U.S. Religious Freedom Commission: Atheism is Not a ‘Criminal Act’

Here’s a little good news in a dark and scary time.

My co-worker Michael De Dora, who runs CFI’s Office of Public Policy, came across this encouraging sign over the weekend. It’s from the United States Commission on International Religious Freedom, and it begins with the question:

Did You Know … that in the case of imprisoned Indonesian atheist Alexander Aan, the freedom of thought, conscience, religion and belief also protects the right not to believe?

After the banging of heads all of us at CFI have done to get attention focused on Aan’s case, and now in the midst of our efforts to shine a spotlight on restrictions on free expression around the world (which includes CFI’s significant contribution to the new IHEU report on atheists’ persecution), this was a pleasant surprise to see — and straight from the body that advises the president and State Department on these matters, no less.

The big takeaway:

The holding of atheistic beliefs or their propagation should not be considered a criminal act. Atheism should be viewed as an expression of conscience by individuals who do not embrace theistic beliefs and should be protected by governments under the rights to the freedom of religion and expression.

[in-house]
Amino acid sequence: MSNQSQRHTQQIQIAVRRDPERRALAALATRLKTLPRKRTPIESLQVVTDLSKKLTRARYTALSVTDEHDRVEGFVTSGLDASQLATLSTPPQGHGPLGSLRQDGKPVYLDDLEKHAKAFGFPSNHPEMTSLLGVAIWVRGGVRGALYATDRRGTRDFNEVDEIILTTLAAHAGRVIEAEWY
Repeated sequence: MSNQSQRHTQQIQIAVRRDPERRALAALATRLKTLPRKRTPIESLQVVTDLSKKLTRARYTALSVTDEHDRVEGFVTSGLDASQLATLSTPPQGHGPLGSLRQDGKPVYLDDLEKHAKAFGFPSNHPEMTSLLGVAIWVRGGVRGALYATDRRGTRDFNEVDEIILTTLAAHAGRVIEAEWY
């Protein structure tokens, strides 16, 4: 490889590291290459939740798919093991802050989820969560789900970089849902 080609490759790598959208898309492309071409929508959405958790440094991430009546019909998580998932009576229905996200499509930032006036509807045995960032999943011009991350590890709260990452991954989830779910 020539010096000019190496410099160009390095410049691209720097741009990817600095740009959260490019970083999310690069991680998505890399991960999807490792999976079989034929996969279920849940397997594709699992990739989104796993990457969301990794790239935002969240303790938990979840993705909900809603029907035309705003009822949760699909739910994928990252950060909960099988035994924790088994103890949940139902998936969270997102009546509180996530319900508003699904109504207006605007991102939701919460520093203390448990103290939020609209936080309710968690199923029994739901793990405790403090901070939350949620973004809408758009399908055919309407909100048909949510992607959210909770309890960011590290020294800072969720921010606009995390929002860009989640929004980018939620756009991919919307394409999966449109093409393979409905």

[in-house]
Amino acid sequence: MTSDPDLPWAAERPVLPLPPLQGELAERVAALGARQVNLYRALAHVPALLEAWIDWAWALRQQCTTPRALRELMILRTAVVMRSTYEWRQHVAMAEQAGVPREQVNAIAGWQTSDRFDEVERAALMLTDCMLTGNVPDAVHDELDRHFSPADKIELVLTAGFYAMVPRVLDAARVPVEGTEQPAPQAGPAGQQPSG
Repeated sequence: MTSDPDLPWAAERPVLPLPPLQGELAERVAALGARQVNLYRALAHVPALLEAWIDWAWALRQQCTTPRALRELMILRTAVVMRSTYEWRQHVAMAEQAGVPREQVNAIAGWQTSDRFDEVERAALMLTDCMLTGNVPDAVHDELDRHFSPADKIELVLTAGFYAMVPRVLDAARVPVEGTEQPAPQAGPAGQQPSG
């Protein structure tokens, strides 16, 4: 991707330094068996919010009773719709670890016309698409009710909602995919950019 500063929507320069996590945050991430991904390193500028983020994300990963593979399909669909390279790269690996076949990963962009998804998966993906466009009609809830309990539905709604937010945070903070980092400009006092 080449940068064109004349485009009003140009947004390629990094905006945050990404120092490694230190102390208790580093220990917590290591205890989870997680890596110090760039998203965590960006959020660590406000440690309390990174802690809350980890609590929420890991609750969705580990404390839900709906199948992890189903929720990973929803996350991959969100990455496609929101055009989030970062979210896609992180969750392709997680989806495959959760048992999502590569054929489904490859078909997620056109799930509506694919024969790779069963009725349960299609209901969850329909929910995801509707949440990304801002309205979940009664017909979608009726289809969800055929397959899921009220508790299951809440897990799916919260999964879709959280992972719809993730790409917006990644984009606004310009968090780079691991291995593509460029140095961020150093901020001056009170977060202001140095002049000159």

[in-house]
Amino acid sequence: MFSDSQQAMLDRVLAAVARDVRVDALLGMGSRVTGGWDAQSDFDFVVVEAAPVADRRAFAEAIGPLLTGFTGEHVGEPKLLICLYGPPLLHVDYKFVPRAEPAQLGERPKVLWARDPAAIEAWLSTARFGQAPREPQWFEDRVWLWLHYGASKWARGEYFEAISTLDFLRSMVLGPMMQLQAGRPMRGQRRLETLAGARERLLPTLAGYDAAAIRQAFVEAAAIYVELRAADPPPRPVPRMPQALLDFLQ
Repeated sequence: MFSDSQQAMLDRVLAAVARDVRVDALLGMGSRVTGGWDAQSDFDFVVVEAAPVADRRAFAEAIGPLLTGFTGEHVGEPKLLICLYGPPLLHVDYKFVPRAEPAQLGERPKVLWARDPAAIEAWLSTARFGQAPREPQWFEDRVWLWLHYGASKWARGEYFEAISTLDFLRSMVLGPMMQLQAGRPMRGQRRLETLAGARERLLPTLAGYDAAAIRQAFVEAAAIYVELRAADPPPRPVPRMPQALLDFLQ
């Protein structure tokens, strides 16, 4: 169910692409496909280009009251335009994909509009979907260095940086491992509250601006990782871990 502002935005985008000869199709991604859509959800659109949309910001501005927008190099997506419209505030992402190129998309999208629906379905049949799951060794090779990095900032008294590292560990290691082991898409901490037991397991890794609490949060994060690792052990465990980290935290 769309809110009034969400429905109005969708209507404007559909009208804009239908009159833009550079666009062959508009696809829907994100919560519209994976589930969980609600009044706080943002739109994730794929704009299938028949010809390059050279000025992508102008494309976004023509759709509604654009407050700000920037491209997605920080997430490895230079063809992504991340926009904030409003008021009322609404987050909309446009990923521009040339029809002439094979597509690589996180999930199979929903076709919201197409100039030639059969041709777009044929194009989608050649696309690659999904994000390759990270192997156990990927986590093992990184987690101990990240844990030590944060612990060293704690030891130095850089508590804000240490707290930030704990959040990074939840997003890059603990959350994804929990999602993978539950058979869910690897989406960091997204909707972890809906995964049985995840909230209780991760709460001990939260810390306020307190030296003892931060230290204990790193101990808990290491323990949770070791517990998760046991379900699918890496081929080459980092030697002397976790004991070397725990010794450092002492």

Wow. A small thing, really, but just as it was rejuvenating to hear the president explicitly denounce blasphemy laws, man, it feels good to read something like that coming from my government.

About Paul Fidalgo

Paul is communications director for the Center for Inquiry, as well as an actor and musician. His blog is iMortal, and he tweets as @paulfidalgo, and the blog tweets as @iMortal_blog.
The opinions expressed on this blog are personal to Paul and do not necessarily represent the views of the Center for Inquiry.